In the City of Radials, it's nothing short of radical.
The "Pedestrian Bill of Rights" is to be declared today by two city councilmen, and it is no footling proposal.
The legislation would save crosswalks and double sidewalk-littering fines; encourage street vendors, sidewalk cafes, development that allows people to walk to work, and hire a public advocate for pedestrians.
In Los Angeles, where the thousands of jaywalking tickets issued each year--the most in the United States--show the speed at which you were illegally walking, streets need to be "pedestrian friendly," said an aide to Councilman Michael Woo, co-sponsor of the feet-first legislation.
"It's bold, it's different," said the aide, "but it needs to be done."
Talk about bursting your balloon.
In June, 1986, Heather Weiss, like everyone else in her sixth-grade class in Agoura Hills, launched a red balloon with a note asking whoever found it to return the card to prove how far the balloon traveled.
And when 12-year-old Heather got the faded red card back last week from a couple in Cheshire, England, her spirits soared as high as the balloon. "I wish the little postcard could talk," she said. "It must have a lot to say."
But on Monday, less than an hour after the BBC interviewed her about her transatlantic message, the Lindero Canyon Middle School student learned that it was, says Principal Joe Nardo, "a hoax."
Heather's balloon had evidently been picked up in Monterey, Calif., long ago by someone who persuaded the vacationing Brits to send it to Heather from England "as a joke," Nardo says.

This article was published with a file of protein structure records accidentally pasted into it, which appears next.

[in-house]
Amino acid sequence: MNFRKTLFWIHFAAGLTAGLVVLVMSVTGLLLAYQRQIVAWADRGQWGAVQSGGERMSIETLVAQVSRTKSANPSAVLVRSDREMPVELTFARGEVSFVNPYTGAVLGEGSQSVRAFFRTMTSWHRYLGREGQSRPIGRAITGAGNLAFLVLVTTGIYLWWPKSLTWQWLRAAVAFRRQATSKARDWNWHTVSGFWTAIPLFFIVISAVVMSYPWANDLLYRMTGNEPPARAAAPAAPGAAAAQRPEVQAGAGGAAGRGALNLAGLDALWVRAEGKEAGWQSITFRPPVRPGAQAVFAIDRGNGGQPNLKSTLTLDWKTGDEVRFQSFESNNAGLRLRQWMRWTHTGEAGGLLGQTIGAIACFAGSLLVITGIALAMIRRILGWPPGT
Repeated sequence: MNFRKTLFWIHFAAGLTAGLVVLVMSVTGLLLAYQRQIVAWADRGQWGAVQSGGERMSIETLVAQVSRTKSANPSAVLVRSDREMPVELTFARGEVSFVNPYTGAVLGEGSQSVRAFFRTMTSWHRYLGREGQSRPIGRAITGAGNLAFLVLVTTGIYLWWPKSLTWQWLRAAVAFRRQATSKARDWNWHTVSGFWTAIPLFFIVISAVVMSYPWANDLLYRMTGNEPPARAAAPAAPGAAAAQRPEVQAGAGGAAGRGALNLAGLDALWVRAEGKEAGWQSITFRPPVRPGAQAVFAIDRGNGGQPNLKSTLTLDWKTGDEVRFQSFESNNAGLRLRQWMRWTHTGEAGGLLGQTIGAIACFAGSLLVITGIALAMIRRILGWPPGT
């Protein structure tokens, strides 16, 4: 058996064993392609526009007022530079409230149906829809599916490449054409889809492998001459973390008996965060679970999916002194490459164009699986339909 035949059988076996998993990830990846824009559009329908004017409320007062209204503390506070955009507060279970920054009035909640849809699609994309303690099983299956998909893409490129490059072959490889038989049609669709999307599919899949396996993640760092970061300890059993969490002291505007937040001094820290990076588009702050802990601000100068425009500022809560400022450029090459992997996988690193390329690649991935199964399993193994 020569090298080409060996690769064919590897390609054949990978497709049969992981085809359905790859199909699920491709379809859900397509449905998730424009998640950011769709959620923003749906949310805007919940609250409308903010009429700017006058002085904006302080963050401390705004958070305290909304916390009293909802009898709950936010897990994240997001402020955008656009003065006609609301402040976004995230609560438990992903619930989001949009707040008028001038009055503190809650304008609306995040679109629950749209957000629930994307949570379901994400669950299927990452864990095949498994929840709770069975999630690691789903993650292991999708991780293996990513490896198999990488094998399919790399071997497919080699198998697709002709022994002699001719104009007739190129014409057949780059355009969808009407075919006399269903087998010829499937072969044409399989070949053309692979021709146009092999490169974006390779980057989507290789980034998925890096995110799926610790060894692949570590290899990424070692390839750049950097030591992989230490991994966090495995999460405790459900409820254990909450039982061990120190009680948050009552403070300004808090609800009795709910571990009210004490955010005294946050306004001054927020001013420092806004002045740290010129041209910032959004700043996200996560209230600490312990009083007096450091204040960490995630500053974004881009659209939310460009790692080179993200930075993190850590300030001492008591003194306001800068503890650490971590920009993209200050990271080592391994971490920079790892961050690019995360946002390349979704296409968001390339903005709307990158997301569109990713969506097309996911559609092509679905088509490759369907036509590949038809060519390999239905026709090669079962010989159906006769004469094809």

And after a call to the remorseful couple, and a closer look at their letter, the hoax became evident, to Heather's dismay.
"When you work with kids," Nardo says with a sigh, "you're trying to build up trusting relations with adults."
Only 16 unplugging days left in this special offer:
Stay out of jail, free.
In a holiday amnesty that expires on New Year's Eve, Century Cable is promising "no questions asked," and no prosecution, to anyone who 'fesses up to tapping illicitly into their video signal--by tampering with the cable box, for instance. The Santa gesture will both "keep it in people's minds it is illegal, and we're going to turn our heads this time," pledged General Manager Louise Anelynan, who says couch-potato cutpurses cost the company hundreds of thousands of dollars in "degraded signals" and extra service hours.
Cable filchers haven't exactly been mobbing the company, but calls have been steady. "It hasn't been a flood of phone calls but it has been a trickle of phone calls," says Anelynan, if not all from the filchers themselves, then from people "reporting other people who they think are stealing."
While the only reward for turning yourself in is getting your cable disconnected, there is something to be said for that special warm holiday feeling of . . . guilt.
"I think (it's) the Christmas spirit," says Anelynan, "plus the fear we're gonna catch them."
It was an act of unbearable callousness.
The ransom note arrived with a Polaroid photo of the victim, bound, gagged and blindfolded, with the muzzle of a blue-steel .38-caliber pistol held at his fuzzy head.
"$500 for return of the bear," the message demanded.
The blue-uniformed teddy bear, a resident's gift to officers of the LAPD's Foothill Division, vanished last week, and in his place--the note, and the ominous photo.
Sgt. Dennis Pelch says a memo on the disappearance of "Billy (Club) Bear" indicates an inside job: "Suspects: Males, funny blue suits with silver buttons impersonating policemen . . . with a Scrooge attitude."
"It's a joke, but it's not a real funny joke," said Sgt. Ken Dionne. Among officers, he said, it "is fine because you can understand how it was intended. But when it gets outside of the immediate group, it causes a little embarrassment and hurt feelings in terms of the person who donated it."